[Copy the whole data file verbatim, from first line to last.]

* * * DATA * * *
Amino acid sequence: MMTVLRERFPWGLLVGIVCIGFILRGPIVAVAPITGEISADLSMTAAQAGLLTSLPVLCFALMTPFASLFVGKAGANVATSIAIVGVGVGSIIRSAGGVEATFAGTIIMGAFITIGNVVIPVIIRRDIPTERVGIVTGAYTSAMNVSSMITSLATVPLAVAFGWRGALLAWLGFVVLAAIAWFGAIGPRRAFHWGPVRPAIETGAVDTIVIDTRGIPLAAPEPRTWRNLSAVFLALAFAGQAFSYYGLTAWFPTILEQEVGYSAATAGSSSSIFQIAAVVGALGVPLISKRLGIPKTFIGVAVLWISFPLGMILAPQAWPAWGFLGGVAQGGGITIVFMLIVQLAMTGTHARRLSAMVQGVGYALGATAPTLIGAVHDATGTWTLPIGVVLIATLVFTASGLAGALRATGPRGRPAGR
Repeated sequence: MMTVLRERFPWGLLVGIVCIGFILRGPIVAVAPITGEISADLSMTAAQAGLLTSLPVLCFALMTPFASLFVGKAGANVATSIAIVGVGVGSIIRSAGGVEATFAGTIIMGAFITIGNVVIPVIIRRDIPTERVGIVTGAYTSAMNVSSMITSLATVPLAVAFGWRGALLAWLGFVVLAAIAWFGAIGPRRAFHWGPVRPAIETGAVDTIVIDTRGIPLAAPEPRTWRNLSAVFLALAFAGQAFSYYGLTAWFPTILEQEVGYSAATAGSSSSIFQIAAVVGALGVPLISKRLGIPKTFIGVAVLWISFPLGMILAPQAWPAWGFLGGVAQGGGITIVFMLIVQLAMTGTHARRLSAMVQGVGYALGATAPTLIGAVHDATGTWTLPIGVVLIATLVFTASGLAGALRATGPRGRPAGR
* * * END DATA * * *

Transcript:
Amino acid sequence: MMTVLRERFPWGLLVGIVCIGFILRGPIVAVAPITGEISADLSMTAAQAGLLTSLPVLCFALMTPFASLFVGKAGANVATSIAIVGVGVGSIIRSAGGVEATFAGTIIMGAFITIGNVVIPVIIRRDIPTERVGIVTGAYTSAMNVSSMITSLATVPLAVAFGWRGALLAWLGFVVLAAIAWFGAIGPRRAFHWGPVRPAIETGAVDTIVIDTRGIPLAAPEPRTWRNLSAVFLALAFAGQAFSYYGLTAWFPTILEQEVGYSAATAGSSSSIFQIAAVVGALGVPLISKRLGIPKTFIGVAVLWISFPLGMILAPQAWPAWGFLGGVAQGGGITIVFMLIVQLAMTGTHARRLSAMVQGVGYALGATAPTLIGAVHDATGTWTLPIGVVLIATLVFTASGLAGALRATGPRGRPAGR
Repeated sequence: MMTVLRERFPWGLLVGIVCIGFILRGPIVAVAPITGEISADLSMTAAQAGLLTSLPVLCFALMTPFASLFVGKAGANVATSIAIVGVGVGSIIRSAGGVEATFAGTIIMGAFITIGNVVIPVIIRRDIPTERVGIVTGAYTSAMNVSSMITSLATVPLAVAFGWRGALLAWLGFVVLAAIAWFGAIGPRRAFHWGPVRPAIETGAVDTIVIDTRGIPLAAPEPRTWRNLSAVFLALAFAGQAFSYYGLTAWFPTILEQEVGYSAATAGSSSSIFQIAAVVGALGVPLISKRLGIPKTFIGVAVLWISFPLGMILAPQAWPAWGFLGGVAQGGGITIVFMLIVQLAMTGTHARRLSAMVQGVGYALGATAPTLIGAVHDATGTWTLPIGVVLIATLVFTASGLAGALRATGPRGRPAGR